Monday, June 11, 2012

The JC100: A Celebration of Julia Child {Recipe: Vichyssoise}

The JC100: Julia Child's Potage Parmentier (Leek and Potato Soup) - Photo by Michelle Judd of Taste As You Go
Potage Parmentier (Leek and Potato Soup)

Confession time.

Despite the title of this post, I did not make vichyssoise.

Although Julia Child's recipe for cold leek and potato soup was significantly less complicated than some other JC100 recipes we've seen, I just wasn't in the mood for a chilled soup. And I didn't want to go through the motions of making a dish that I had no desire to eat. So... I made Julia's recipe for Potage Parmentier, the hot version of vichyssoise, instead.



Round Dutch Oven - Photo by Michelle Judd of Taste As You Go
Round Dutch Oven

Either way, making soup gave me the perfect excuse to use my gorgeous round Dutch oven from JCPenney. Every time I look at it I smile.

Even when I'm hand-washing it in the kitchen sink.

Sliced Leeks - Photo by Michelle Judd of Taste As You Go
Sliced Leeks

Bowl of Diced Potatoes - Photo by Michelle Judd of Taste As You Go
Diced Potatoes

The list of ingredients for [cold or hot] leek and potato soup is short, therefore, it is imperative that you use the highest quality ingredients possible and that you take care in the preparation of those ingredients. This is especially important for the leeks.

Take your time and thoroughly clean the leeks to ensure the removal of all of the dirt and sand that will inevitably be trapped between the leaves. If you rush through this step, you'll wind up with a gritty mess. And no one wants to force themselves to the bottom of a bowl of gritty soup.

Since I prepared Potage Parmentier, that's the recipe given first in this post. Scroll down if you're looking for the recipe for Vichyssoise.

Some notes:
  • In order to give the soup a little more flavor, I used low-sodium, reduced-fat chicken stock instead of water.

  • I didn't risk hurting my head in deciding whether to use whipping cream or butter in this recipe. I used both (2 tablespoons of whipping cream plus 1 tablespoon of butter).

  • Since I had leftover scallions from the Niçoise Salad, I minced those up and used the scallions as a garnish instead of parsley or chives. 


Potage Parmentier (Leek and Potato Soup)

For about 2 quarts serving 6 to 8 people

INGREDIENTS
  • 1 pound peeled potatoes, sliced or diced
  • 1 pound thinly sliced leeks, including the tender green
  • 2 quarts water
  • 1 tablespoon salt
  • 4 to 6 tablespoons whipping cream or 2 to 3 tablespoons softened butter
  • 2 to 3 tablespoons minced parsley or chives

INSTRUCTIONS
  1. Simmer the vegetables, water, and salt together, partially covered, for 40 to 50 minutes until the vegetables are tender.

  2. Mash the vegetables in the soup with a fork, or pass the soup through a food mill. Correct [the] seasoning.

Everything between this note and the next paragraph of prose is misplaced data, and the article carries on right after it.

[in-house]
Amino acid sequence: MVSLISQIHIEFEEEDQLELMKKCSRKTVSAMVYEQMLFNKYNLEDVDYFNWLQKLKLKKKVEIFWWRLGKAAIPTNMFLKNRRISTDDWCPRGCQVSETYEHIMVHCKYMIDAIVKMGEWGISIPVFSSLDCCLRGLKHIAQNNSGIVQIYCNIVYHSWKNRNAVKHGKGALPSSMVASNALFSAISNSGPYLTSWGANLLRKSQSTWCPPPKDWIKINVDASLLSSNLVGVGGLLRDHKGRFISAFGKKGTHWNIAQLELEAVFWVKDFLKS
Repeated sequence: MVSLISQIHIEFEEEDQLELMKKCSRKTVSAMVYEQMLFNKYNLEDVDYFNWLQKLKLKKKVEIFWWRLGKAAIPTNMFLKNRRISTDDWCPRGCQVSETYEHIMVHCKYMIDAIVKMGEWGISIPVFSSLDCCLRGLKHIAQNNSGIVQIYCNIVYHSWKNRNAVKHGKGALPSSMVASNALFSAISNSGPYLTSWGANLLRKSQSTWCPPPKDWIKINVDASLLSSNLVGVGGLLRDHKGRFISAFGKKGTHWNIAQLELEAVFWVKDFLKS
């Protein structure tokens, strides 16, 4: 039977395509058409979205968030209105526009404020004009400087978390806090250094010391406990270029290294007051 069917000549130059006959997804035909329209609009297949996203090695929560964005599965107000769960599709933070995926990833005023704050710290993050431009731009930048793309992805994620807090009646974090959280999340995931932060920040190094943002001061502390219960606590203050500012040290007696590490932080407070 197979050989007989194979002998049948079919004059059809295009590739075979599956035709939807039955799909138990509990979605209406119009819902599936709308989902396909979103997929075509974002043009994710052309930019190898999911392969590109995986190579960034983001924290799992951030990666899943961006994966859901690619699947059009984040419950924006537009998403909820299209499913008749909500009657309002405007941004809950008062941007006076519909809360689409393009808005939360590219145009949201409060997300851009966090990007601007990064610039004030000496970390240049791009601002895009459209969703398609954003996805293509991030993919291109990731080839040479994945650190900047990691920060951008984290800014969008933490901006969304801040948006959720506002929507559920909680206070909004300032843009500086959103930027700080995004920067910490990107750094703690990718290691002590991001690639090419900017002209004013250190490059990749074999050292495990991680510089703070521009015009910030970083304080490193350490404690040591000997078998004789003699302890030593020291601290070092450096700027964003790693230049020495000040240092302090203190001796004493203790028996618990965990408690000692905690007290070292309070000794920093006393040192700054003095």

3. [If making ahead of time, then] set aside uncovered until just before serving, then reheat to the simmer.

  4. Off heat and just before serving, stir in the cream or butter by spoonfuls.

  5. Pour into a tureen or soup cups and decorate with the herbs.

Excerpted from Mastering the Art of French Cooking by Julia Child. Copyright © 1961 by Alfred A. Knopf. Reprinted with permission from the publisher Alfred A. Knopf, a division of Random House, Inc.



One of the reasons why participating in the JC100 is so enjoyable is having the opportunity to read about other people's experiences with Julia's recipes. Now that we're a few weeks into the campaign, I thought it would be fun to feature some Vichyssoise/Potage Parmentier blog posts from other JC100 bloggers.


Taste As You Go has received permission to publish the following photos.


The JC100: Julia Child's Vichyssoise - Photo Courtesy of BS' In The Kitchen


Vichyssoise (Cold Leek and Potato Soup)

For 6 to 8 people


INGREDIENTS
  • 3 cups peeled, sliced potatoes
  • 3 cups sliced white of leek
  • 1 1/2 quarts white stock, chicken stock, or canned chicken broth
  • Salt, to taste
  • 1/2 to 1 cup whipping cream
  • Salt and white pepper
  • 2 to 3 tablespoons minced chives

INSTRUCTIONS
  1. Simmer the vegetables in stock or broth [for 40 to 50 minutes until the vegetables are tender].

  2. Puree the soup either in the electric blender, or through a food mill and then through a fine sieve.

  3. Stir in the cream. Season to taste, oversalting very slightly as salt loses savor in a cold dish. Chill.

  4. Serve in chilled soup cups and decorate with minced chives.
Excerpted from Mastering the Art of French Cooking by Julia Child. Copyright © 1961 by Alfred A. Knopf. Reprinted with permission from the publisher Alfred A. Knopf, a division of Random House, Inc.

For more in The JC100 Series of Julia Child Recipes, see:

If you liked this post, consider subscribing to Taste As You Go’s RSS feed or subscribing via email so you don’t miss a thing!